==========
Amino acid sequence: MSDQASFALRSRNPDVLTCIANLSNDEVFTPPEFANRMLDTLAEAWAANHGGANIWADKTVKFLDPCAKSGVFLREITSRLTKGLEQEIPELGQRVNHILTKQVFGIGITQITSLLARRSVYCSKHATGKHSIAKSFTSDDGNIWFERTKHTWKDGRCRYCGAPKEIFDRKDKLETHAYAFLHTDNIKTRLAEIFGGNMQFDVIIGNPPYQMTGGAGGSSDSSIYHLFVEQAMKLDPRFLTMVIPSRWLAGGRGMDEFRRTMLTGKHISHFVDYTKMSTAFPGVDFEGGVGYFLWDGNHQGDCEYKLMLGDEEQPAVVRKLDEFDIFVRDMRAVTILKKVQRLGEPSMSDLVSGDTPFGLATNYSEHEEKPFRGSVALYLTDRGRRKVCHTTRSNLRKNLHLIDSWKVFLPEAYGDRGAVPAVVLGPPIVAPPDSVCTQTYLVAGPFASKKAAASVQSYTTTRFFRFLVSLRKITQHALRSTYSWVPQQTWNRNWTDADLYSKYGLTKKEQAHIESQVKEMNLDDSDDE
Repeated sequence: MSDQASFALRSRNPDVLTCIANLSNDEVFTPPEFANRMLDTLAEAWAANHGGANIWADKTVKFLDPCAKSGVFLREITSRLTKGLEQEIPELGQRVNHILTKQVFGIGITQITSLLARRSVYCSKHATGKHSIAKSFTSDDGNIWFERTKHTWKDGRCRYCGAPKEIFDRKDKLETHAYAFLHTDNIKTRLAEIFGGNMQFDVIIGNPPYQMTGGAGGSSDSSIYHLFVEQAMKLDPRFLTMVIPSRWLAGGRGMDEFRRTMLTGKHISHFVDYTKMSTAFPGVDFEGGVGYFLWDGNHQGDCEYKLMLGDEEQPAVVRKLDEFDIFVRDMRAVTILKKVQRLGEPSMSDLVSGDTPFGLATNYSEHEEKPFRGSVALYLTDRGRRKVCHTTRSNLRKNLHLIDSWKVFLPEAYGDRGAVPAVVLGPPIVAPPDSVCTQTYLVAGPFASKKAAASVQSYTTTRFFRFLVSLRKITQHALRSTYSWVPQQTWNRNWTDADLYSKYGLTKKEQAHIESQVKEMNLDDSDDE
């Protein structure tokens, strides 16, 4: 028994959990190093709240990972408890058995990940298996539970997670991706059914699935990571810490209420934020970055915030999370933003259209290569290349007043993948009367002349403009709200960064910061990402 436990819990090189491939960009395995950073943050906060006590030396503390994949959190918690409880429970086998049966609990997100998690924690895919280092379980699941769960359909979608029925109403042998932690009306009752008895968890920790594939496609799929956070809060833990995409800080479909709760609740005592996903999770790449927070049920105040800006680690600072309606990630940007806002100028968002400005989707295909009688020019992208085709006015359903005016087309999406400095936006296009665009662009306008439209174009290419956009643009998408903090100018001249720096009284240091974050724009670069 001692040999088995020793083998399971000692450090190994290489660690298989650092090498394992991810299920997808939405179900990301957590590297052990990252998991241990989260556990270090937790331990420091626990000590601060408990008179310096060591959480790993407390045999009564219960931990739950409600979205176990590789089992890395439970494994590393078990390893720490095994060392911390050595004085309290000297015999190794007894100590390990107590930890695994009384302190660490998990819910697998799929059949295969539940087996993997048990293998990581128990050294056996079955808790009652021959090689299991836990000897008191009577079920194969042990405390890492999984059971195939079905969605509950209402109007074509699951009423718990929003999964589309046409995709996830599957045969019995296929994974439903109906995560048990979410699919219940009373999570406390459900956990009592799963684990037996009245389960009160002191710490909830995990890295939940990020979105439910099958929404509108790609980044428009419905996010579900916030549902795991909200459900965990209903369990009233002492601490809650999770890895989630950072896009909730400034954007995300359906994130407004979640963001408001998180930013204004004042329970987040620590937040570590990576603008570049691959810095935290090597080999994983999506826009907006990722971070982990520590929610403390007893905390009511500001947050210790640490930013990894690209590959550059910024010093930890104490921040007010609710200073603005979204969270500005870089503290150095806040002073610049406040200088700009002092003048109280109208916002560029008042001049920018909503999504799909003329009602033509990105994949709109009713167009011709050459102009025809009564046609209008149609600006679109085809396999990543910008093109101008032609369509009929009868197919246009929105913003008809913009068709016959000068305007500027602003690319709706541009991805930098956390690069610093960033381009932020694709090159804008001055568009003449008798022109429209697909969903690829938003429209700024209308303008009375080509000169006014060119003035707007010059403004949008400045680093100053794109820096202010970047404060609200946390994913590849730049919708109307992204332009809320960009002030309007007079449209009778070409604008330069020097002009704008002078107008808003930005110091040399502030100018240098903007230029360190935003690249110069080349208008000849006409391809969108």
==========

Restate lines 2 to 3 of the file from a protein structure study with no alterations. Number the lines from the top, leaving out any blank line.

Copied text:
Repeated sequence: MSDQASFALRSRNPDVLTCIANLSNDEVFTPPEFANRMLDTLAEAWAANHGGANIWADKTVKFLDPCAKSGVFLREITSRLTKGLEQEIPELGQRVNHILTKQVFGIGITQITSLLARRSVYCSKHATGKHSIAKSFTSDDGNIWFERTKHTWKDGRCRYCGAPKEIFDRKDKLETHAYAFLHTDNIKTRLAEIFGGNMQFDVIIGNPPYQMTGGAGGSSDSSIYHLFVEQAMKLDPRFLTMVIPSRWLAGGRGMDEFRRTMLTGKHISHFVDYTKMSTAFPGVDFEGGVGYFLWDGNHQGDCEYKLMLGDEEQPAVVRKLDEFDIFVRDMRAVTILKKVQRLGEPSMSDLVSGDTPFGLATNYSEHEEKPFRGSVALYLTDRGRRKVCHTTRSNLRKNLHLIDSWKVFLPEAYGDRGAVPAVVLGPPIVAPPDSVCTQTYLVAGPFASKKAAASVQSYTTTRFFRFLVSLRKITQHALRSTYSWVPQQTWNRNWTDADLYSKYGLTKKEQAHIESQVKEMNLDDSDDE
């Protein structure tokens, strides 16, 4: 028994959990190093709240990972408890058995990940298996539970997670991706059914699935990571810490209420934020970055915030999370933003259209290569290349007043993948009367002349403009709200960064910061990402 436990819990090189491939960009395995950073943050906060006590030396503390994949959190918690409880429970086998049966609990997100998690924690895919280092379980699941769960359909979608029925109403042998932690009306009752008895968890920790594939496609799929956070809060833990995409800080479909709760609740005592996903999770790449927070049920105040800006680690600072309606990630940007806002100028968002400005989707295909009688020019992208085709006015359903005016087309999406400095936006296009665009662009306008439209174009290419956009643009998408903090100018001249720096009284240091974050724009670069 001692040999088995020793083998399971000692450090190994290489660690298989650092090498394992991810299920997808939405179900990301957590590297052990990252998991241990989260556990270090937790331990420091626990000590601060408990008179310096060591959480790993407390045999009564219960931990739950409600979205176990590789089992890395439970494994590393078990390893720490095994060392911390050595004085309290000297015999190794007894100590390990107590930890695994009384302190660490998990819910697998799929059949295969539940087996993997048990293998990581128990050294056996079955808790009652021959090689299991836990000897008191009577079920194969042990405390890492999984059971195939079905969605509950209402109007074509699951009423718990929003999964589309046409995709996830599957045969019995296929994974439903109906995560048990979410699919219940009373999570406390459900956990009592799963684990037996009245389960009160002191710490909830995990890295939940990020979105439910099958929404509108790609980044428009419905996010579900916030549902795991909200459900965990209903369990009233002492601490809650999770890895989630950072896009909730400034954007995300359906994130407004979640963001408001998180930013204004004042329970987040620590937040570590990576603008570049691959810095935290090597080999994983999506826009907006990722971070982990520590929610403390007893905390009511500001947050210790640490930013990894690209590959550059910024010093930890104490921040007010609710200073603005979204969270500005870089503290150095806040002073610049406040200088700009002092003048109280109208916002560029008042001049920018909503999504799909003329009602033509990105994949709109009713167009011709050459102009025809009564046609209008149609600006679109085809396999990543910008093109101008032609369509009929009868197919246009929105913003008809913009068709016959000068305007500027602003690319709706541009991805930098956390690069610093960033381009932020694709090159804008001055568009003449008798022109429209697909969903690829938003429209700024209308303008009375080509000169006014060119003035707007010059403004949008400045680093100053794109820096202010970047404060609200946390994913590849730049919708109307992204332009809320960009002030309007007079449209009778070409604008330069020097002009704008002078107008808003930005110091040399502030100018240098903007230029360190935003690249110069080349208008000849006409391809969108």